I Stock: building your team and firing well

iStock: Building Your Team and Firing Well

Your team members are your company’s greatest asset. It makes sense that a lot of time, effort and energy goes into finding the right candidates.  You vet them.  You hire them. You onboard them.  You train them. You know how building your team matters to your bottom line — big time. So, what do you do when one of your new hires is a bad apple? Is building your team and firing well mutually exclusive?

Even after you put in your time, attention and resources into hiring right, mistakes happen.  Culture clashes, management styles, personal lives and interpersonal relationships all play a role in how a new employee fits in with your company.  Unanticipated events, a clash of values and misunderstandings with your other employees play a huge role when an employee isn’t working out the way you thought they would.

When all is said and done, you may find that you need to fire an employee. Therefore, building your team and firing well are key leadership skills every astute manager should be prepared for.

Yes, firing well this is a stressful situation for any leader. However, the right team building strategies can help you to effectively approach the hiring and firing process with a positive frame of mind.

Team building strategies for building your team and firing well

Ongoing training and one-on-one coaching go a long way in building successful teams. However, sometimes leaders need to fire employees and move on. With the following team building strategies, leaders can learn to fire the wrong candidates and hire the right ones.

Identify your reasons for building your team and firing well.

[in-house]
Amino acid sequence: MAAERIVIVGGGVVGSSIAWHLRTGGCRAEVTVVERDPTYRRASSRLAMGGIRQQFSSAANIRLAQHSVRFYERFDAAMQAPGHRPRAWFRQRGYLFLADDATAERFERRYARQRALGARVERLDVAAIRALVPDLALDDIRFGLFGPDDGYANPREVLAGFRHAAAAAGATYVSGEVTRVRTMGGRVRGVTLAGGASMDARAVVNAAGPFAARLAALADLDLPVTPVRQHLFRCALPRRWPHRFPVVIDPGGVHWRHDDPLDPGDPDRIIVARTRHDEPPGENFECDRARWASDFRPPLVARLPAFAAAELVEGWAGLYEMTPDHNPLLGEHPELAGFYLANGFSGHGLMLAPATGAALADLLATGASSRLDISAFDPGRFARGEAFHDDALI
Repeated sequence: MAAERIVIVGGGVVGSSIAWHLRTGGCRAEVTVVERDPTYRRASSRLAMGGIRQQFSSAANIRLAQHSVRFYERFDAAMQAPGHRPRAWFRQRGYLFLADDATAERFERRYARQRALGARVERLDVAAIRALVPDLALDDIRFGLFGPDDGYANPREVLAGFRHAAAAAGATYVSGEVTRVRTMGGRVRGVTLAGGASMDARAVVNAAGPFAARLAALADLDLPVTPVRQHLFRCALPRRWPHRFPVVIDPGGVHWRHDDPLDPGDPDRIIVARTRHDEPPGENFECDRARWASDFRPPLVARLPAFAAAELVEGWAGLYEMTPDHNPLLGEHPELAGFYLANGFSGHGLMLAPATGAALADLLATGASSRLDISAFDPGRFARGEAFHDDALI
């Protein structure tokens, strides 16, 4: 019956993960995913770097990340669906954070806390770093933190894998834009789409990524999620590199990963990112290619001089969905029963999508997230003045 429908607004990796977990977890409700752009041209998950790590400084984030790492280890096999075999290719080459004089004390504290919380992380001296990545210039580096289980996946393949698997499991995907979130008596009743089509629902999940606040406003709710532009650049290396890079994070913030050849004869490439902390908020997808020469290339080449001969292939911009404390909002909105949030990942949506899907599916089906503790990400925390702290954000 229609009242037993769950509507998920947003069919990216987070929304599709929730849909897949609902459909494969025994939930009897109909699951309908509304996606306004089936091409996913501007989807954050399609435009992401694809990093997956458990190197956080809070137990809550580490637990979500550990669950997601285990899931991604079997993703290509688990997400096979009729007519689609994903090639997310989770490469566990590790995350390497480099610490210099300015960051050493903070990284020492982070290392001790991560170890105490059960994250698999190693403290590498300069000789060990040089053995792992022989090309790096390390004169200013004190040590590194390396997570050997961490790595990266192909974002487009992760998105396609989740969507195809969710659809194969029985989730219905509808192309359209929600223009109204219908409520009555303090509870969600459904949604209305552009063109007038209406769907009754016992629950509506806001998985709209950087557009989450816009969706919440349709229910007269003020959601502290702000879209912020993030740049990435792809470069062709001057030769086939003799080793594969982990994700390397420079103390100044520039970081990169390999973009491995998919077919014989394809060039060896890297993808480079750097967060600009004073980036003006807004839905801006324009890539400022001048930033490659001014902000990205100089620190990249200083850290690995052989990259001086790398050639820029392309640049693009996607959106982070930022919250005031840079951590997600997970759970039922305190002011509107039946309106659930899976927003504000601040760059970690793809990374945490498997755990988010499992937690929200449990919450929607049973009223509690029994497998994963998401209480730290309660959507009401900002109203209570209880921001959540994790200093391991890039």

There are many reasons to fire someone. Some are good reasons while others aren’t.

Before firing anyone, you must first identify the core reason that you want to let go of the team member.  Then determine if it is a legitimate problem that cannot be solved despite your best efforts. Some legitimate reasons to fire an employee include:

  • Consistent tardiness;
  • Disrespect for others’ time;
  • A constant negative attitude;
  • Constant unnecessary absences;
  • Not paying attention during meetings; or,
  • Spending their days distracted from work with social media or personal calls, among others.

If team members aren’t exhibiting these or other toxic behaviors, then the best approach may not be to fire them.  Rather, train or coach the employee to determine if they can improve and add value to the company later on.

Exhibit empathy for firing well.

The best place to approach firing an employee is through empathy. Before firing someone, it’s a good idea to assess your own emotions and approach.

Are you happy to see the team member go? Have you tried to get to know them on a personal level? Have you implemented other team building strategies for success?